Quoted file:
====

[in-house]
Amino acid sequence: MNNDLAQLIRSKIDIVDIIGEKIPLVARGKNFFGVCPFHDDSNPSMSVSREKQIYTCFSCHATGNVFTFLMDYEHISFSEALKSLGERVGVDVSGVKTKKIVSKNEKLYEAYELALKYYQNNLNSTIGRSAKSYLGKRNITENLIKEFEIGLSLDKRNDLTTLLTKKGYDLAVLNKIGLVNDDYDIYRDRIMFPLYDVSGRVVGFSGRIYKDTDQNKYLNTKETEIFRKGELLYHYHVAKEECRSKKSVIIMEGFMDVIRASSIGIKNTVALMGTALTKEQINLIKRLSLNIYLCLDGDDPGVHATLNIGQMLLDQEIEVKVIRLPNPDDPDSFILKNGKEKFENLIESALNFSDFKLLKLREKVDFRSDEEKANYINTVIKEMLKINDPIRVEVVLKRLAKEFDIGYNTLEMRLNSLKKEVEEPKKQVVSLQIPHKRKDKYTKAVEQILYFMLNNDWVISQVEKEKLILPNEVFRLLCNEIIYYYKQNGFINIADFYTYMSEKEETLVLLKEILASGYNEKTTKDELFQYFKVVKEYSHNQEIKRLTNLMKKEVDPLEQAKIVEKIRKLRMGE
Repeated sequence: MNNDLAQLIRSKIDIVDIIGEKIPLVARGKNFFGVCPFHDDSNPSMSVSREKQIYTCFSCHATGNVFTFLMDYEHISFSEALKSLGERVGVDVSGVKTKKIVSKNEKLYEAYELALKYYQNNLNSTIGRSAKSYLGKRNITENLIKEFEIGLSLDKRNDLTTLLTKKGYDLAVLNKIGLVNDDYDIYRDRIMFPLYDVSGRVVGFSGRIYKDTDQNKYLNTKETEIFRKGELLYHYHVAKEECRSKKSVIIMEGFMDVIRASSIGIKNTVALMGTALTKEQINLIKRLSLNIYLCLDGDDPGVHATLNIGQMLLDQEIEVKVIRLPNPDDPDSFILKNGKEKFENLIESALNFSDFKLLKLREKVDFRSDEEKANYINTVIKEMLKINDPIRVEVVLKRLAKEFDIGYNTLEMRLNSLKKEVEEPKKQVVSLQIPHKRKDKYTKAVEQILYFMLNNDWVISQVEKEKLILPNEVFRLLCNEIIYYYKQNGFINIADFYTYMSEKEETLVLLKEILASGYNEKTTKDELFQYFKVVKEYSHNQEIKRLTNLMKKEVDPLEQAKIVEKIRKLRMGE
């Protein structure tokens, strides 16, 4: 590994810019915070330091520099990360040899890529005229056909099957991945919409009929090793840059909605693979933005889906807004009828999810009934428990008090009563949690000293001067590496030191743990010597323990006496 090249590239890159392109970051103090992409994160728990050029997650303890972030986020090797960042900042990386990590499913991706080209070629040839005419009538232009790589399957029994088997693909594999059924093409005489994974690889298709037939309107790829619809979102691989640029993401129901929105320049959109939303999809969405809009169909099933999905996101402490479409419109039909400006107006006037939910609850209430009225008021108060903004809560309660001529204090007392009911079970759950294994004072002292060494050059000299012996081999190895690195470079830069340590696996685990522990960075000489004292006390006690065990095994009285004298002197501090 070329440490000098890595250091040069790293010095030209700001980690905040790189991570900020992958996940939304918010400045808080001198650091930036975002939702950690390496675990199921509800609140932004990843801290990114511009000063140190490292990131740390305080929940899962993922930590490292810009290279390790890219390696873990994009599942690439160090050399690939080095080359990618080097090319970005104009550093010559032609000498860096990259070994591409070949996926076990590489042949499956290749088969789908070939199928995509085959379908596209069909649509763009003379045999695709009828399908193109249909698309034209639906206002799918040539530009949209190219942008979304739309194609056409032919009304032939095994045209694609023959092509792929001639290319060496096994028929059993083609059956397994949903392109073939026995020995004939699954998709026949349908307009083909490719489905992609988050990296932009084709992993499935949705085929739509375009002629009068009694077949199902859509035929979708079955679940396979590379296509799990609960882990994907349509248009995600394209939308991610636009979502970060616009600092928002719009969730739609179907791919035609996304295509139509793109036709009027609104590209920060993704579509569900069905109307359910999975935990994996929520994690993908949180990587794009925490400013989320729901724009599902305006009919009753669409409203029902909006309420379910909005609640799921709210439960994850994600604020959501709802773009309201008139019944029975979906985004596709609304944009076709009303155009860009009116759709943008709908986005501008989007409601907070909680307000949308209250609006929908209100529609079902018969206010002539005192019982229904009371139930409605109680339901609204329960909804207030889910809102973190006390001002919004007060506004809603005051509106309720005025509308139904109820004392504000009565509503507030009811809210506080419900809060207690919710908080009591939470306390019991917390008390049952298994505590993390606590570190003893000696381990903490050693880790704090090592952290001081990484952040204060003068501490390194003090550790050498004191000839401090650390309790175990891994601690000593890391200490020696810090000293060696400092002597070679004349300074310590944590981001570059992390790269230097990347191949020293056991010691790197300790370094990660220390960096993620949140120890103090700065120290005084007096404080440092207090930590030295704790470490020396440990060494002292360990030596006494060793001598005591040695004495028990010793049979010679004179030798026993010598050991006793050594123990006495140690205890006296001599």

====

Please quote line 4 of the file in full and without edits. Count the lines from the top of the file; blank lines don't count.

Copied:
């Protein structure tokens, strides 16, 4: 590994810019915070330091520099990360040899890529005229056909099957991945919409009929090793840059909605693979933005889906807004009828999810009934428990008090009563949690000293001067590496030191743990010597323990006496 090249590239890159392109970051103090992409994160728990050029997650303890972030986020090797960042900042990386990590499913991706080209070629040839005419009538232009790589399957029994088997693909594999059924093409005489994974690889298709037939309107790829619809979102691989640029993401129901929105320049959109939303999809969405809009169909099933999905996101402490479409419109039909400006107006006037939910609850209430009225008021108060903004809560309660001529204090007392009911079970759950294994004072002292060494050059000299012996081999190895690195470079830069340590696996685990522990960075000489004292006390006690065990095994009285004298002197501090 070329440490000098890595250091040069790293010095030209700001980690905040790189991570900020992958996940939304918010400045808080001198650091930036975002939702950690390496675990199921509800609140932004990843801290990114511009000063140190490292990131740390305080929940899962993922930590490292810009290279390790890219390696873990994009599942690439160090050399690939080095080359990618080097090319970005104009550093010559032609000498860096990259070994591409070949996926076990590489042949499956290749088969789908070939199928995509085959379908596209069909649509763009003379045999695709009828399908193109249909698309034209639906206002799918040539530009949209190219942008979304739309194609056409032919009304032939095994045209694609023959092509792929001639290319060496096994028929059993083609059956397994949903392109073939026995020995004939699954998709026949349908307009083909490719489905992609988050990296932009084709992993499935949705085929739509375009002629009068009694077949199902859509035929979708079955679940396979590379296509799990609960882990994907349509248009995600394209939308991610636009979502970060616009600092928002719009969730739609179907791919035609996304295509139509793109036709009027609104590209920060993704579509569900069905109307359910999975935990994996929520994690993908949180990587794009925490400013989320729901724009599902305006009919009753669409409203029902909006309420379910909005609640799921709210439960994850994600604020959501709802773009309201008139019944029975979906985004596709609304944009076709009303155009860009009116759709943008709908986005501008989007409601907070909680307000949308209250609006929908209100529609079902018969206010002539005192019982229904009371139930409605109680339901609204329960909804207030889910809102973190006390001002919004007060506004809603005051509106309720005025509308139904109820004392504000009565509503507030009811809210506080419900809060207690919710908080009591939470306390019991917390008390049952298994505590993390606590570190003893000696381990903490050693880790704090090592952290001081990484952040204060003068501490390194003090550790050498004191000839401090650390309790175990891994601690000593890391200490020696810090000293060696400092002597070679004349300074310590944590981001570059992390790269230097990347191949020293056991010691790197300790370094990660220390960096993620949140120890103090700065120290005084007096404080440092207090930590030295704790470490020396440990060494002292360990030596006494060793001598005591040695004495028990010793049979010679004179030798026993010598050991006793050594123990006495140690205890006296001599």